Animals often alter their behaviour, morphology and physiology in the presence of predators. These induced defences can be fine-tuned by a variety of environmental factors such as predator species, acute predation risk or food availability. It has, however, remained unclear what cues influence the extent and quality of induced defences and how the information content of these cues interact to determine the development of antipredator defences. We performed an experiment to study the significance of direct chemical cues, originating from the predators themselves, and indirect cues, released by attacked or consumed prey, for phenotypic responses in Rana dalmatina tadpoles. We reared tadpoles in the presence of caged predators (Triturus vulgaris, Aeshna cyanea) fed either one or three tadpoles every other day outside the tadpole-rearing tanks. Fifteen hours after food provisioning, predators were put back into the tanks containing focal tadpoles either after washing (direct + digestion-released cues) or with the water containing remnants of the prey (direct + all types of indirect cues). Our results suggest that direct cues together with digestion-released cues can be sufficient to induce strong antipredator responses. Induced defences depended on both direct cues, affecting predator-specific responses, and the quantity of indirect cues, resulting in graded responses to differences in predation threat. Moreover, direct and indirect cues interacted in behaviour, resulting in predator-specific graded responses. We also observed a decrease in the extent of predator-induced responses in large tadpoles as compared to small ones. Our results, thus, suggest that prey integrate multiple cues about predators to optimize induced defences and that this process changes during ontogeny.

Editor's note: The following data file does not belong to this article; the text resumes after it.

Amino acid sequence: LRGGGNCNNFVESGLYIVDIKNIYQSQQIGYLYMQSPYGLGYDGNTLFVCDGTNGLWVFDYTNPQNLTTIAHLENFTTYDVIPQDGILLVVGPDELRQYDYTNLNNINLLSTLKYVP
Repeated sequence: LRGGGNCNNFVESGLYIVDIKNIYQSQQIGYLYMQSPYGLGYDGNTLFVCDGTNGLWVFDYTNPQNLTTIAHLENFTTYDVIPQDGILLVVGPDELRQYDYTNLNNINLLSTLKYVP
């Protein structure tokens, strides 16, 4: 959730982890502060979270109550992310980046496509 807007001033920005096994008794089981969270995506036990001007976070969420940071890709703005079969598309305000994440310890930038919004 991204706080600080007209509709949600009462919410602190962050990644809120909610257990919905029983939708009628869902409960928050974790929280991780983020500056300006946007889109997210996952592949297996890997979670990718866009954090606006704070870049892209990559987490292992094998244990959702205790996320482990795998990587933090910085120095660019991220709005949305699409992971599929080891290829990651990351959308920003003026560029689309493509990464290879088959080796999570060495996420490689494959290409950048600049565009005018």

2010. Vol. 119, no 11, 1814-1822 p.